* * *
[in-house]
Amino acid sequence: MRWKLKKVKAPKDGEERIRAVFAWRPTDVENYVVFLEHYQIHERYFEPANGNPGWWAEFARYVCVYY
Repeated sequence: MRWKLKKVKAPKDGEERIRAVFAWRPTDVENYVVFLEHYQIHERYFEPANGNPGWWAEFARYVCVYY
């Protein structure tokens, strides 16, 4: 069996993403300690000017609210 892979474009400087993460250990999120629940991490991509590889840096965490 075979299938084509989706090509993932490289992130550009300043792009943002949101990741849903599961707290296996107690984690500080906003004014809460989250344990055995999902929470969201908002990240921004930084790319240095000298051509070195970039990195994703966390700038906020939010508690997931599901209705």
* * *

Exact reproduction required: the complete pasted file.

[in-house]
Amino acid sequence: MRWKLKKVKAPKDGEERIRAVFAWRPTDVENYVVFLEHYQIHERYFEPANGNPGWWAEFARYVCVYY
Repeated sequence: MRWKLKKVKAPKDGEERIRAVFAWRPTDVENYVVFLEHYQIHERYFEPANGNPGWWAEFARYVCVYY
């Protein structure tokens, strides 16, 4: 069996993403300690000017609210 892979474009400087993460250990999120629940991490991509590889840096965490 075979299938084509989706090509993932490289992130550009300043792009943002949101990741849903599961707290296996107690984690500080906003004014809460989250344990055995999902929470969201908002990240921004930084790319240095000298051509070195970039990195994703966390700038906020939010508690997931599901209705």